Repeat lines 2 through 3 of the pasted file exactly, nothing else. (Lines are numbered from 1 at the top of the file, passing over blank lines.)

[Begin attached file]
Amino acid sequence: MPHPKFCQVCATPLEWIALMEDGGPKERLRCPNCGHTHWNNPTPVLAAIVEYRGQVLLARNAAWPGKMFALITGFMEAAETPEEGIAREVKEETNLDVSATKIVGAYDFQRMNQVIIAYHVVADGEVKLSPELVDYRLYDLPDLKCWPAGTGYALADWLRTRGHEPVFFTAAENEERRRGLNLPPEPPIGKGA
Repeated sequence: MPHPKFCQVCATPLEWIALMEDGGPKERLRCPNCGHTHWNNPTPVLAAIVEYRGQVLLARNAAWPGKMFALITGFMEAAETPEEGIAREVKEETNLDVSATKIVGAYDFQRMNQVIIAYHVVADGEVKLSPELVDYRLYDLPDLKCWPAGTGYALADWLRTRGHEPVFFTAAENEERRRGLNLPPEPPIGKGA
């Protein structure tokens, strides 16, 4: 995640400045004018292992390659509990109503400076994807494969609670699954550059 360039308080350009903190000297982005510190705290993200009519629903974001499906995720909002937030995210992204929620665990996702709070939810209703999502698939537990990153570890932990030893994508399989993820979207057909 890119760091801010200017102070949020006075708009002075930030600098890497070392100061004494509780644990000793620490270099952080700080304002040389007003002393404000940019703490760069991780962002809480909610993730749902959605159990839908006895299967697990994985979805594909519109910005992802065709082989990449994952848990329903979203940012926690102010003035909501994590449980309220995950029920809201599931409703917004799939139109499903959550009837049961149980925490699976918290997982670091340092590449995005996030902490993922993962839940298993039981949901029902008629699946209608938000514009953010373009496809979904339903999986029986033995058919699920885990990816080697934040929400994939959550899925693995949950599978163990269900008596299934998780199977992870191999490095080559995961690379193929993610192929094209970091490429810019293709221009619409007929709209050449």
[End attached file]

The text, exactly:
Repeated sequence: MPHPKFCQVCATPLEWIALMEDGGPKERLRCPNCGHTHWNNPTPVLAAIVEYRGQVLLARNAAWPGKMFALITGFMEAAETPEEGIAREVKEETNLDVSATKIVGAYDFQRMNQVIIAYHVVADGEVKLSPELVDYRLYDLPDLKCWPAGTGYALADWLRTRGHEPVFFTAAENEERRRGLNLPPEPPIGKGA
């Protein structure tokens, strides 16, 4: 995640400045004018292992390659509990109503400076994807494969609670699954550059 360039308080350009903190000297982005510190705290993200009519629903974001499906995720909002937030995210992204929620665990996702709070939810209703999502698939537990990153570890932990030893994508399989993820979207057909 890119760091801010200017102070949020006075708009002075930030600098890497070392100061004494509780644990000793620490270099952080700080304002040389007003002393404000940019703490760069991780962002809480909610993730749902959605159990839908006895299967697990994985979805594909519109910005992802065709082989990449994952848990329903979203940012926690102010003035909501994590449980309220995950029920809201599931409703917004799939139109499903959550009837049961149980925490699976918290997982670091340092590449995005996030902490993922993962839940298993039981949901029902008629699946209608938000514009953010373009496809979904339903999986029986033995058919699920885990990816080697934040929400994939959550899925693995949950599978163990269900008596299934998780199977992870191999490095080559995961690379193929993610192929094209970091490429810019293709221009619409007929709209050449």